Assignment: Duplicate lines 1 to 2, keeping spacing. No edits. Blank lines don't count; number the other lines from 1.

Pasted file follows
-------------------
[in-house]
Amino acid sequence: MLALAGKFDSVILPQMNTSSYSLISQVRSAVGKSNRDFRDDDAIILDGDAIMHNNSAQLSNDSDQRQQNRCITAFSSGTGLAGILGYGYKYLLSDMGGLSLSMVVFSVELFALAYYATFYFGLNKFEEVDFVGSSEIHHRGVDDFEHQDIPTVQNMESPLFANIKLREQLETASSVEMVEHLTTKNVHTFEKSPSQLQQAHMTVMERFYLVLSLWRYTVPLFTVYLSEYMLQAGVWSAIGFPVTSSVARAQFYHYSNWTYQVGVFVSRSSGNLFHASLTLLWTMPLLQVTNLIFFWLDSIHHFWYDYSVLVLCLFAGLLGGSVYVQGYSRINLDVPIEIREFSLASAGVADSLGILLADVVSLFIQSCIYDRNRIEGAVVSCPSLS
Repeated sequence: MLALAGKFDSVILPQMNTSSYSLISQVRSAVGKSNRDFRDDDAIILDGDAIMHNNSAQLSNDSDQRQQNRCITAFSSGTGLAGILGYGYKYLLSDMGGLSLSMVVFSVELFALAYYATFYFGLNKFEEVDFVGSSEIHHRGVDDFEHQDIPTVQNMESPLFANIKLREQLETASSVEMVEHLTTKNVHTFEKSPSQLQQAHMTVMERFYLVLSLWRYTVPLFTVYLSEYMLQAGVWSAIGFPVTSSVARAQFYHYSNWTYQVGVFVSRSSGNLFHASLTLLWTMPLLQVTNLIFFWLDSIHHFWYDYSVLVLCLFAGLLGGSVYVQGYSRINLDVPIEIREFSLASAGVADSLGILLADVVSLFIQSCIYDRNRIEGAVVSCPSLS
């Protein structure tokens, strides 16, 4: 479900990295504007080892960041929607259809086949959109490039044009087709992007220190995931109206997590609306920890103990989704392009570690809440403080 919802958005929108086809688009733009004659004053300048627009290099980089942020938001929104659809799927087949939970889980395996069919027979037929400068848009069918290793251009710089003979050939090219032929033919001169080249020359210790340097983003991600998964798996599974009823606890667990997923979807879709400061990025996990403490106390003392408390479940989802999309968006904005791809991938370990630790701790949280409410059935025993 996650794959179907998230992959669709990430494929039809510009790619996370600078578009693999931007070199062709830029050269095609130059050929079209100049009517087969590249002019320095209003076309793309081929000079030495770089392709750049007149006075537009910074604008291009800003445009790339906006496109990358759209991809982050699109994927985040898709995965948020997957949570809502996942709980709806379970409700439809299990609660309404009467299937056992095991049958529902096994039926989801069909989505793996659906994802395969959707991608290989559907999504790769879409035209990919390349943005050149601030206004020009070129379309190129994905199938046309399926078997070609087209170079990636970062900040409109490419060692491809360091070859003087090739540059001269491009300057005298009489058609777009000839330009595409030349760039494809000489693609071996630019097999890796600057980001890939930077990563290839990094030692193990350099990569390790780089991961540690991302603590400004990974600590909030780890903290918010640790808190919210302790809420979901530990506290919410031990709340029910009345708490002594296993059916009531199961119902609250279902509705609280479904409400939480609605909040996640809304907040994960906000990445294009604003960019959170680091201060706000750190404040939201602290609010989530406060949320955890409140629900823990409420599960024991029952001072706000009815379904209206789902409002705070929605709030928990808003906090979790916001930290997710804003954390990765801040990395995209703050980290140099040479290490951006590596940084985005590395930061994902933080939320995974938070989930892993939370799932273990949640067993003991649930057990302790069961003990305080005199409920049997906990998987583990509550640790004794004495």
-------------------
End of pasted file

[in-house]
Amino acid sequence: MLALAGKFDSVILPQMNTSSYSLISQVRSAVGKSNRDFRDDDAIILDGDAIMHNNSAQLSNDSDQRQQNRCITAFSSGTGLAGILGYGYKYLLSDMGGLSLSMVVFSVELFALAYYATFYFGLNKFEEVDFVGSSEIHHRGVDDFEHQDIPTVQNMESPLFANIKLREQLETASSVEMVEHLTTKNVHTFEKSPSQLQQAHMTVMERFYLVLSLWRYTVPLFTVYLSEYMLQAGVWSAIGFPVTSSVARAQFYHYSNWTYQVGVFVSRSSGNLFHASLTLLWTMPLLQVTNLIFFWLDSIHHFWYDYSVLVLCLFAGLLGGSVYVQGYSRINLDVPIEIREFSLASAGVADSLGILLADVVSLFIQSCIYDRNRIEGAVVSCPSLS